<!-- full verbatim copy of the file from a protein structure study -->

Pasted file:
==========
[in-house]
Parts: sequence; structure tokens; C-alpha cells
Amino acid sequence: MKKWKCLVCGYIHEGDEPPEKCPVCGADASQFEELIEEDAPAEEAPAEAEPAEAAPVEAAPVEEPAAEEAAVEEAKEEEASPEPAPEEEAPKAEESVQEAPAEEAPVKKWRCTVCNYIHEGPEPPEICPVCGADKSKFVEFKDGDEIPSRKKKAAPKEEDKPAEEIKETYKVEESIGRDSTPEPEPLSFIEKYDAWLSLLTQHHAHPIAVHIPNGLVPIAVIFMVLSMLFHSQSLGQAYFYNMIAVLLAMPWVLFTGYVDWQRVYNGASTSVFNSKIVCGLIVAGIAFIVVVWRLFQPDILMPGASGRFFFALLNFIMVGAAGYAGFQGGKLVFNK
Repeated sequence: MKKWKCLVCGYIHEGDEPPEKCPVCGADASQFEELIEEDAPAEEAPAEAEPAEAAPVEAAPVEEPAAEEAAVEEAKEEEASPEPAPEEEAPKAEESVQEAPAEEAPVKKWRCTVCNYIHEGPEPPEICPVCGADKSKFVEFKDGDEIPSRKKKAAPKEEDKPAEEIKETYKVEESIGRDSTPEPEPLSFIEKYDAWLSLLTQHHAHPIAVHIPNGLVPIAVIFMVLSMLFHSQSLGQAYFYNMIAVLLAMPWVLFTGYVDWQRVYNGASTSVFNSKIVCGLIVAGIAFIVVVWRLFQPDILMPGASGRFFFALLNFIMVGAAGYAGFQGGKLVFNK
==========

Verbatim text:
[in-house]
Parts: sequence; structure tokens; C-alpha cells
Amino acid sequence: MKKWKCLVCGYIHEGDEPPEKCPVCGADASQFEELIEEDAPAEEAPAEAEPAEAAPVEAAPVEEPAAEEAAVEEAKEEEASPEPAPEEEAPKAEESVQEAPAEEAPVKKWRCTVCNYIHEGPEPPEICPVCGADKSKFVEFKDGDEIPSRKKKAAPKEEDKPAEEIKETYKVEESIGRDSTPEPEPLSFIEKYDAWLSLLTQHHAHPIAVHIPNGLVPIAVIFMVLSMLFHSQSLGQAYFYNMIAVLLAMPWVLFTGYVDWQRVYNGASTSVFNSKIVCGLIVAGIAFIVVVWRLFQPDILMPGASGRFFFALLNFIMVGAAGYAGFQGGKLVFNK
Repeated sequence: MKKWKCLVCGYIHEGDEPPEKCPVCGADASQFEELIEEDAPAEEAPAEAEPAEAAPVEAAPVEEPAAEEAAVEEAKEEEASPEPAPEEEAPKAEESVQEAPAEEAPVKKWRCTVCNYIHEGPEPPEICPVCGADKSKFVEFKDGDEIPSRKKKAAPKEEDKPAEEIKETYKVEESIGRDSTPEPEPLSFIEKYDAWLSLLTQHHAHPIAVHIPNGLVPIAVIFMVLSMLFHSQSLGQAYFYNMIAVLLAMPWVLFTGYVDWQRVYNGASTSVFNSKIVCGLIVAGIAFIVVVWRLFQPDILMPGASGRFFFALLNFIMVGAAGYAGFQGGKLVFNK